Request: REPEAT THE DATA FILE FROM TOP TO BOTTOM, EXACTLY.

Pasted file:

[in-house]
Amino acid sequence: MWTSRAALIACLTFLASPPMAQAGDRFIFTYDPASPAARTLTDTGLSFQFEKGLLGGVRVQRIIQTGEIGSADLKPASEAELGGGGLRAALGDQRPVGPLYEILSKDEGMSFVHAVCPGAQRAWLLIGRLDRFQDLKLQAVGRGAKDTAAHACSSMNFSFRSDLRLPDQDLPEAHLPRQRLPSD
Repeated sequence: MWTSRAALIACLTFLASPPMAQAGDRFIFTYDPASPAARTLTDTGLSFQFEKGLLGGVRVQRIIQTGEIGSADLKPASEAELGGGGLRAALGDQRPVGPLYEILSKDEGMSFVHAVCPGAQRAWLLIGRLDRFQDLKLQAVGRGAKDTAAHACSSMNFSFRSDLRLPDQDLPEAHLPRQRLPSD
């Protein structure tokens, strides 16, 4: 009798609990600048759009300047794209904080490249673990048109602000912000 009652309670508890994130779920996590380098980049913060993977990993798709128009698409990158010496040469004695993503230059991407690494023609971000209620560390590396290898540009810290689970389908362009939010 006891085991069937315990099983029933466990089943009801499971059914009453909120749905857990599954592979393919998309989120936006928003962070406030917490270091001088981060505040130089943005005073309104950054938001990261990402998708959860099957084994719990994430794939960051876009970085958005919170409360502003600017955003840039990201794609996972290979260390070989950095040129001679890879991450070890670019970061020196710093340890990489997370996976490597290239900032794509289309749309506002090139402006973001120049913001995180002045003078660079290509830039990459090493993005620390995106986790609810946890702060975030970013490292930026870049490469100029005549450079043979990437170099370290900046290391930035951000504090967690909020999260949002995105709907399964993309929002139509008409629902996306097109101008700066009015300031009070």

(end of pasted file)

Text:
[in-house]
Amino acid sequence: MWTSRAALIACLTFLASPPMAQAGDRFIFTYDPASPAARTLTDTGLSFQFEKGLLGGVRVQRIIQTGEIGSADLKPASEAELGGGGLRAALGDQRPVGPLYEILSKDEGMSFVHAVCPGAQRAWLLIGRLDRFQDLKLQAVGRGAKDTAAHACSSMNFSFRSDLRLPDQDLPEAHLPRQRLPSD
Repeated sequence: MWTSRAALIACLTFLASPPMAQAGDRFIFTYDPASPAARTLTDTGLSFQFEKGLLGGVRVQRIIQTGEIGSADLKPASEAELGGGGLRAALGDQRPVGPLYEILSKDEGMSFVHAVCPGAQRAWLLIGRLDRFQDLKLQAVGRGAKDTAAHACSSMNFSFRSDLRLPDQDLPEAHLPRQRLPSD
């Protein structure tokens, strides 16, 4: 009798609990600048759009300047794209904080490249673990048109602000912000 009652309670508890994130779920996590380098980049913060993977990993798709128009698409990158010496040469004695993503230059991407690494023609971000209620560390590396290898540009810290689970389908362009939010 006891085991069937315990099983029933466990089943009801499971059914009453909120749905857990599954592979393919998309989120936006928003962070406030917490270091001088981060505040130089943005005073309104950054938001990261990402998708959860099957084994719990994430794939960051876009970085958005919170409360502003600017955003840039990201794609996972290979260390070989950095040129001679890879991450070890670019970061020196710093340890990489997370996976490597290239900032794509289309749309506002090139402006973001120049913001995180002045003078660079290509830039990459090493993005620390995106986790609810946890702060975030970013490292930026870049490469100029005549450079043979990437170099370290900046290391930035951000504090967690909020999260949002995105709907399964993309929002139509008409629902996306097109101008700066009015300031009070």